Tunisian Crochet is apparently the ‘thing’ amongst the ladies of Brae, and so I felt I’d joined a George Eliot novel by 11 am on the first day of this trip as I sat in a circle of ladies, equipped with crochet hook and wool and listening to Knit and Knatter, Shetlands Style. TBF they were extremely accommodating and invited me to a further session on a Tuesday – £2 for coffee and any profits go to charity on the island. My entry into the room went unremarked until Marina, our landlady, announced I would be ‘our new wee doctor’ at which point every head turned sharply round. Discovery that this is a short term post only meant they rapidly returned to the work in hand.
Which is supposed, eventually, to turn into this:
Kbp spent his time with a mate – a boat Pilot (and also husband of Mrs T Crochet) – most interesting. Possibly even more interesting than Tunisian crochet?
And so on to check out the two health centres where I’ll be working over the next fortnight:
One in Brae – large, clean looking, by a residential home and also very close to our house. That’s the spot for the second week as the regular GP has dropped to two days a week to allow private an out of hours work, I understand. Brae is a linear development well on the way to Sullom Voe the gas and oil terminal at the north end of the Shetland ‘mainland’.
The other in Scalloway, the ancient capital of Shetland, is a 35 minute drive from our accommodation but this drive involves a five minute trip along a single track road with passing places along side a lock….. (here’s a sneaky look at my journey home on day 1:)
This practice services the patients who live west of the main road and incorporates the Burra and Tondra islands (now linked by bridges). It was until recently the primary school and as such has beautiful high windows and also has some great views of the harbour. We did a reccy of Scalloway on day 2, finding the route and the practice and then exploring….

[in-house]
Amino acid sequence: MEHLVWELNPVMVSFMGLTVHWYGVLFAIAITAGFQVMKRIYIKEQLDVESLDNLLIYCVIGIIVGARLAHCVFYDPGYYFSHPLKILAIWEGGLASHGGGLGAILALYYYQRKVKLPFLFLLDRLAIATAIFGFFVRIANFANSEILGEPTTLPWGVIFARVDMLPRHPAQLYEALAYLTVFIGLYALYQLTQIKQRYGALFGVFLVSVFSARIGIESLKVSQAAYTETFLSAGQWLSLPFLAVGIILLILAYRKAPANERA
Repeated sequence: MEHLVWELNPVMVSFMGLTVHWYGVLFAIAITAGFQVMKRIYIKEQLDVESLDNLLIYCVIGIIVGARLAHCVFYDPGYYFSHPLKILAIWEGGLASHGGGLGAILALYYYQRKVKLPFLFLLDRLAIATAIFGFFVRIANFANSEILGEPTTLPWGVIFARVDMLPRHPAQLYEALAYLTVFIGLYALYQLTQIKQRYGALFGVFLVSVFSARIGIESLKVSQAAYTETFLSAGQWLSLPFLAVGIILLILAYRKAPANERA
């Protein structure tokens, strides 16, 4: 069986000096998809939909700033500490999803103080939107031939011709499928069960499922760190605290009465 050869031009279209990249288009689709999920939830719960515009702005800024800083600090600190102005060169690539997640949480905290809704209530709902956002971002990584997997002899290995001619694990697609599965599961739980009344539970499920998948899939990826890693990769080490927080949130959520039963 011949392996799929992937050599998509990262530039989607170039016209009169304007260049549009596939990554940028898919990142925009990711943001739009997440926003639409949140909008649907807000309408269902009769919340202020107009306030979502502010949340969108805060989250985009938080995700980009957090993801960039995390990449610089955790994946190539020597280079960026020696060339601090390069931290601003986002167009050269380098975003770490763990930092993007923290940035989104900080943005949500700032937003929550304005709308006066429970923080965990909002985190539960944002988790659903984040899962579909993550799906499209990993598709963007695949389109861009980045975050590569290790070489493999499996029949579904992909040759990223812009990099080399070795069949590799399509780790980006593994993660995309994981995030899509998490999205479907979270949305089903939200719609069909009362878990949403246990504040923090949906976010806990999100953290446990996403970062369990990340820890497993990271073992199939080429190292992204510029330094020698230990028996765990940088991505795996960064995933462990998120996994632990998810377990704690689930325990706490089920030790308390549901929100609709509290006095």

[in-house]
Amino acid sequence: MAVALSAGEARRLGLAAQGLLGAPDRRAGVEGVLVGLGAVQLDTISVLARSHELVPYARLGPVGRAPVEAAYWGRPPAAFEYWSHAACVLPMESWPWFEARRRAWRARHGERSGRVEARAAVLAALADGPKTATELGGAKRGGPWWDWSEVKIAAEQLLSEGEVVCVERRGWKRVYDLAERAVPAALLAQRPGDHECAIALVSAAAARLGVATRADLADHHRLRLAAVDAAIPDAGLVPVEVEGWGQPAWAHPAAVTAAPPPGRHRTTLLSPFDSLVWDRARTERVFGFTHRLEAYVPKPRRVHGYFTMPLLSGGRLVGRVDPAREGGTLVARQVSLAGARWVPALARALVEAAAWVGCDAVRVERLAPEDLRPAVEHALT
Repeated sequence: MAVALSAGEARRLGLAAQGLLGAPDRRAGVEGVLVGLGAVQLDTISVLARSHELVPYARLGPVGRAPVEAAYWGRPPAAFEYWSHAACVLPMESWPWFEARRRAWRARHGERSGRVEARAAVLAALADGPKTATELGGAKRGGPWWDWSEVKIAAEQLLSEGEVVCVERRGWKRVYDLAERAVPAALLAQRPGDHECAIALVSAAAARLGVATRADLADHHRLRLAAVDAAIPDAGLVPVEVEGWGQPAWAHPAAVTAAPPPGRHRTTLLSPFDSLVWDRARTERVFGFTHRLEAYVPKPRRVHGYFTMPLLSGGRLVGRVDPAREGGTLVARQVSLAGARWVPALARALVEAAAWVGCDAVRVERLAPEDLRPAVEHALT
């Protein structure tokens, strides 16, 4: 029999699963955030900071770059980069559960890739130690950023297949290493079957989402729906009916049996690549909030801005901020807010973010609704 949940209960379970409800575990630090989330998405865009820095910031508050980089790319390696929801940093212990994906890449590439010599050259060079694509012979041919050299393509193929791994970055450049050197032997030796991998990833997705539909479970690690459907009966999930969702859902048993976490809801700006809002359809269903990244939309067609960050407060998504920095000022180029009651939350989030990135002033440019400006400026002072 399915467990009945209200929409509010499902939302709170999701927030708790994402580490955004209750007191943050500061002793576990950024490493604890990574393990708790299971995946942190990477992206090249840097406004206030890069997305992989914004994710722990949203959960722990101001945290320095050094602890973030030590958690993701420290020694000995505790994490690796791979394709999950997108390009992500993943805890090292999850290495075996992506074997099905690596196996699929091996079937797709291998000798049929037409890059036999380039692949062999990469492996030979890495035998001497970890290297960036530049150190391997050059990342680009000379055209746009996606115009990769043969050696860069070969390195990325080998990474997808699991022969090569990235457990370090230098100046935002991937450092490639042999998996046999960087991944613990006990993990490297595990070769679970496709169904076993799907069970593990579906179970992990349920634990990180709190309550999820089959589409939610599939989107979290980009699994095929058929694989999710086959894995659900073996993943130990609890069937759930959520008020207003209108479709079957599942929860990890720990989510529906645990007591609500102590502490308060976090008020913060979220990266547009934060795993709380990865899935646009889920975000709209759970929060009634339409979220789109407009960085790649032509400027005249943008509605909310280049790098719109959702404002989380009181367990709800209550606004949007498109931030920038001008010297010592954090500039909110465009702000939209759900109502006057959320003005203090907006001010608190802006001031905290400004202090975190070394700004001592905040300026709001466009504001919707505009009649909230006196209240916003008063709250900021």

Who knew that Scalloway was the home of the Shetland Bus? The Shetland Bus(Norwegian Bokmål: Shetlandsbussene, ) was the nickname of a clandestine special operations group that made a permanent link between Mainland Shetland in Scotland and German occupied Norway from 1941 until the surrender of Nazi Germany on 8 May 1945.(https://en.wikipedia.org/wiki/Shetland_bus). As such there are many memorials and a museum – and lots of Norwegians.
Including work by the local school.
Back to the Norwegian link: This was interesting because my first day of practice, the following day, was marked by being duty doc from the moment I arrived – and within minutes of starting surgery I was advised that a Norwegian fishing boat crew member with chest pain was coming in – and had to be seen soon as his boat was due to leave within a couple of hours. Interesting when it transpires that admissions, ambulances, computer systems – even national health numbers – all work differently here. It was a stressful morning. But things improved.
But to return to Scalloway, it’s a place of fishing and fishing boats, of parks and beauty and some poverty, of rubbish bins covered with fishing nets to keep the scavenging birds out, and ironic notices
(A convenient juxtaposition of assembly places) and huge boats whose sole role is to remove the lice from Salmon.
And to some of the gentlest most lovely people even if they do, as James from Aberdeen told us, spend all their time agossipin and abitching, then still, as he says, nobody bothers and they all get along – it ud be difficult if not, them being on an island and all.
Couldn’t have put it better myself.
Kbp new mates: 2a